A new report from the Indigenous Minority Rights Project of the NGO Forum on Cambodia again highlights the dire situation of indigenous minority groups in Cambodia. Faced with a dire, and increasingly oppressive alienation from their land, these indigenous groups are losing access not only to their traditional means of subsistence, but to their very culture itself. Culture is not, as is commonly assumed in places dominated by folks of European descent, a moveable feast independent of place. Instead, for the vast majority of people through both space and time, it has always been deeply rooted in the practices of subsistence and the sharing and distribution of the products of those practices. For indigenous minority groups in Cambodia, these practices are being destroyed, from tradition shifting cultivation to the preservation of their cemetary forests. The report, which paints a grim picture of increasing land alienation and inequality, can be downloaded from their site, or from this link.
What is rarely acknowledged is the deep interpenetration of these problems, which affect not only Cambodia’s traditional highlanders, but Khmer and other ethnic groups as well. Khmer are usually acknowledged as the indigenous inhabitants of this area as well, but they differ from their highlander relatives (the so-called ‘upper Khmer’) primarily through their relationship to the land, which for Khmer is based on household-managed subsistence wet-rice agriculture, and in their adherence to Buddhism. The highlanders, in contrast, practice shifting cultivation (including some dry-rice strains) and are largely non-Buddhist. Furthermore, they tend to cultivate in commons, employing the practice Peter Linebaugh has referred to as ‘commoning.’
These highlander groups have long memories. As their lands are now being enclosed and alienated from them more than ever before, they know the result, and while it is more devastating in scope than previously, the end result is not new: it is slavery. In an article reposted by KI Media, a spokesman for an indigenous rights group put it starkly, and in terms I’ve been discussing for a long time now, including some recent posts to this page:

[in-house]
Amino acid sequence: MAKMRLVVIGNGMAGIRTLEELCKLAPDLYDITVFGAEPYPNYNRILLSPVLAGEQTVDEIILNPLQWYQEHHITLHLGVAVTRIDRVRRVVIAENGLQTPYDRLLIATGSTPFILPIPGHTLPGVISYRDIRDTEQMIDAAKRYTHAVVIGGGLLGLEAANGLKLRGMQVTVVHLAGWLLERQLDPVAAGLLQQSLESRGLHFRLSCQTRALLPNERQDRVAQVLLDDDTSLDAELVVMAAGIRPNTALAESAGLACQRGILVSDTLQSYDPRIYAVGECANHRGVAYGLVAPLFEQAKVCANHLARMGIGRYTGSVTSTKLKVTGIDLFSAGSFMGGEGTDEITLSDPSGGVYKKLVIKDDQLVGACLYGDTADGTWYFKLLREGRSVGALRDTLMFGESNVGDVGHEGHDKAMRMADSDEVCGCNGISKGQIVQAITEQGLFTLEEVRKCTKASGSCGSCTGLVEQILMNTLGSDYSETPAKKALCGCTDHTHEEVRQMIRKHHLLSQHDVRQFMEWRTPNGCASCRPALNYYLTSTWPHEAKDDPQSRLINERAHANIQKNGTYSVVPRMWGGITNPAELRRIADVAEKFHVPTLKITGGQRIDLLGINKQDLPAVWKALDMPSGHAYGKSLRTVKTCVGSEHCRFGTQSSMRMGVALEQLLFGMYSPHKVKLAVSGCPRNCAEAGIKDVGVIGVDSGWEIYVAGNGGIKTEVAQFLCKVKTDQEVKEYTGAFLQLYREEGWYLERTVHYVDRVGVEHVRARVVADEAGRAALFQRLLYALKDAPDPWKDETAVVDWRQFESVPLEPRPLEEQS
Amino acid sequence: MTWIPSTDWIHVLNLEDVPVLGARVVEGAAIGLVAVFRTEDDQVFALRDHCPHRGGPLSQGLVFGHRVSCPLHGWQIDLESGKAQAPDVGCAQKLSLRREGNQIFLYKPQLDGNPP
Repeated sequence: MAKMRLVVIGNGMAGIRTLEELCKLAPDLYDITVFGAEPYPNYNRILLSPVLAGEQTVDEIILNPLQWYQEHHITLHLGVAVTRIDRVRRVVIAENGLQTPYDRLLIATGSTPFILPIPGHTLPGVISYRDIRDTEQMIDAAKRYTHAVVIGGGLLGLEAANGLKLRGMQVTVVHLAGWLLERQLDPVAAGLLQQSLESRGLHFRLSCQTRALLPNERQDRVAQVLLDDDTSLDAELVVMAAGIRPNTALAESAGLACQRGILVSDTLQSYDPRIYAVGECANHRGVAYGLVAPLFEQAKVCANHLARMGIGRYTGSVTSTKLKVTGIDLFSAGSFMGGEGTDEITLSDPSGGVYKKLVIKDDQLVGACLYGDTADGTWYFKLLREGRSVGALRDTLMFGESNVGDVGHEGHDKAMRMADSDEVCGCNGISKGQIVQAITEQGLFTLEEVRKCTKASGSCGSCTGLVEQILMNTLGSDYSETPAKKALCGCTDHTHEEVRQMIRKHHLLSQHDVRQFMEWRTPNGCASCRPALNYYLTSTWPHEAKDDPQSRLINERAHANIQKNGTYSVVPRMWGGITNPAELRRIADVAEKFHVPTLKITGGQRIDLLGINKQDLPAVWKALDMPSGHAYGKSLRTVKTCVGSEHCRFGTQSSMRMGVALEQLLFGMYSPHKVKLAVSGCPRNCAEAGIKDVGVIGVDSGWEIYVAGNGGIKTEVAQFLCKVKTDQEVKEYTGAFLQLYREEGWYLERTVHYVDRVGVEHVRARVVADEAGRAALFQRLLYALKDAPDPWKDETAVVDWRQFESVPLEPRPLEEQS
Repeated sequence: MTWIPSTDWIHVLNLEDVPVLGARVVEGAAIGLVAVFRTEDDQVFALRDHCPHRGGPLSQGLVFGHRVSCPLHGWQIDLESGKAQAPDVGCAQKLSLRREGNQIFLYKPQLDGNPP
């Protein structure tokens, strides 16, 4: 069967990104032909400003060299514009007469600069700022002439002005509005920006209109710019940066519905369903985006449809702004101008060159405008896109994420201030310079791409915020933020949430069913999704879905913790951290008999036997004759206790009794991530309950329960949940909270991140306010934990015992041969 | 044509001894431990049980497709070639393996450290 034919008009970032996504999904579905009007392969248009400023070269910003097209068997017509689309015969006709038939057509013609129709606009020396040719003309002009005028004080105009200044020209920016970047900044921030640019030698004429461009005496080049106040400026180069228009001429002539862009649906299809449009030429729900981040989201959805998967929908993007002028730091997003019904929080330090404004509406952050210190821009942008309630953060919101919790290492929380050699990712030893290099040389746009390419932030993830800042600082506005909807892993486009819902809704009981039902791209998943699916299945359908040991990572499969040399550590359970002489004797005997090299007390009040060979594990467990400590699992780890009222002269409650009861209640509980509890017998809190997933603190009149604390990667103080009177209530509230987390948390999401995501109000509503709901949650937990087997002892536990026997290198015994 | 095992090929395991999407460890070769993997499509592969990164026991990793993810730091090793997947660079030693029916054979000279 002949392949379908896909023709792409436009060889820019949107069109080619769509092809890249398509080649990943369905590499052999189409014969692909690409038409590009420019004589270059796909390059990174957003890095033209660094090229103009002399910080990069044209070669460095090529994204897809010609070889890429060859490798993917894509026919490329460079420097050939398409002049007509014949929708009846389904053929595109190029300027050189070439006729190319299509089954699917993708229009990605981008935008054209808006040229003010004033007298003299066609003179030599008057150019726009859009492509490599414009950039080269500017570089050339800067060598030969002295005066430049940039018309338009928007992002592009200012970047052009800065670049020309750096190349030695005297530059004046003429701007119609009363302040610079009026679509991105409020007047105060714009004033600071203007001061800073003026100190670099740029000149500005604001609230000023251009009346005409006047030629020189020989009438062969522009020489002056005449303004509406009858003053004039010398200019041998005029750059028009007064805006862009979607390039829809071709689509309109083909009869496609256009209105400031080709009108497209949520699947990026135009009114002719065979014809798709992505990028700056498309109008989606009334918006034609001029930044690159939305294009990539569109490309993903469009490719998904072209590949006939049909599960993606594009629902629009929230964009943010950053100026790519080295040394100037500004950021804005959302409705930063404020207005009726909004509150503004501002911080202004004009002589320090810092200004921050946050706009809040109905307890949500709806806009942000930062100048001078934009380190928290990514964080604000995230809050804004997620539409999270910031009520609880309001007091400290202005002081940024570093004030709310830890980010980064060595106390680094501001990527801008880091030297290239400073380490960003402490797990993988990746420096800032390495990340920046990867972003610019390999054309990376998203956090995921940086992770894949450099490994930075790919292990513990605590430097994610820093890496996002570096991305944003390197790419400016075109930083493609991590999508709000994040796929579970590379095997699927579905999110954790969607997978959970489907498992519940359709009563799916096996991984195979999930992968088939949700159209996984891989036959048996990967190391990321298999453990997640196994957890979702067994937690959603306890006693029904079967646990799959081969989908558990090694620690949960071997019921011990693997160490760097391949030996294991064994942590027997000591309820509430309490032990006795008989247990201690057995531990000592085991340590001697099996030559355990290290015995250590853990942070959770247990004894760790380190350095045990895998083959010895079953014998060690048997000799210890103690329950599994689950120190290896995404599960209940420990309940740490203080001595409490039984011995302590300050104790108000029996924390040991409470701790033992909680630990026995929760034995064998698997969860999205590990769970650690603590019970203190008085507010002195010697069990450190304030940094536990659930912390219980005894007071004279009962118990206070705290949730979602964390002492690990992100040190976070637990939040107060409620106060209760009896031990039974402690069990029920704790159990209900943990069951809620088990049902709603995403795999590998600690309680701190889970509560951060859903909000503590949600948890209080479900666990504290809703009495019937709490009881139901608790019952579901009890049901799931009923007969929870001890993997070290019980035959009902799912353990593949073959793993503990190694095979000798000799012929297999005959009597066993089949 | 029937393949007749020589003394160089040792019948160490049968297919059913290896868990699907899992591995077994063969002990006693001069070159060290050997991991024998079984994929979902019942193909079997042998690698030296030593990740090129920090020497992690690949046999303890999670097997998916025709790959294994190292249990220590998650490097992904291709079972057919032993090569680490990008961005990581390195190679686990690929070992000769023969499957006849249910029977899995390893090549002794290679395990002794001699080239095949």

“If there is no intervention from the government, indigenous people will lose all their land and we will become slaves and workers for the companies,” he said.
Slaves. or Proletarians. For this person, they are the same thing. I remember traveling through Kratie province in 2006, and seeing huge new swaths of cleared land that had only a year before been forest. There were neat rows of shoddy little mass-produced khmer-style houses, which were entirely populated by ethnic minority groups from the highlanders. The houses, a sign said, had been generously donated to these families by a powerful Okhna (a political honorific which can be purchased from the government) who now owned the land. These highlanders were given Khmer houses and some Khmer food in return for the continued clearing of the land so that it could be planted in a few years as a rubber plantation.
Of course, it is widely understood that the ‘Khmer’ are a people who are defined less by their common ancestry than their common characteristics of work and culture. That’s not to say they are somehow ‘genetically distinct,’ but rather that they are distinct from their highland cousins in terms of culture rather than genetics. This is made clear when you realize that the ruling class of the Khmer kingdoms expanded their population, labor-power, and slave-base throughout their history (and into the twentieth century, at least) through repeated slaving raids of these same groups.
What they did not do, for the most part, was destroy the forests. These rulers murdered the men and kidnapped the women and children to be hereditary slaves in the rice fields, and these people eventually became the Khmer we know (and love) today. It’s not a pretty past, and no one should take offense at that point: most nations, great and small, have some pretty ugly histories, and certainly Cambodia’s own recent struggles have not been any prettier. But now, in a process that remains hugely underprioritized, the forests and highlands themselves, along with the waters (such as the Sesan and Srepok rivers) are being enclosed and sometimes even destroyed, and hence destroying the culture of these groups themselves.
Khmers have always had a back-and-forth relationship with the highlands. Throughout their histories, the forests were places of fear and spirits, but also of sanctuary from injustice, overwork, and political violence. They were places where slaves fled, where refugees made their ways to borders, and yes, where revolutionaries gathered. They were places where the Khmer became highlanders once again, on occasion, or at least where they find new places to be Khmer without being oppressed. These options are dwindling as capitalism and foreign management ‘close the map.’
It’s a shared problem, and its about time that all of us, and not just the Khmers, started paying a lot more attention to the more sustainable practices of the indigenous of the world.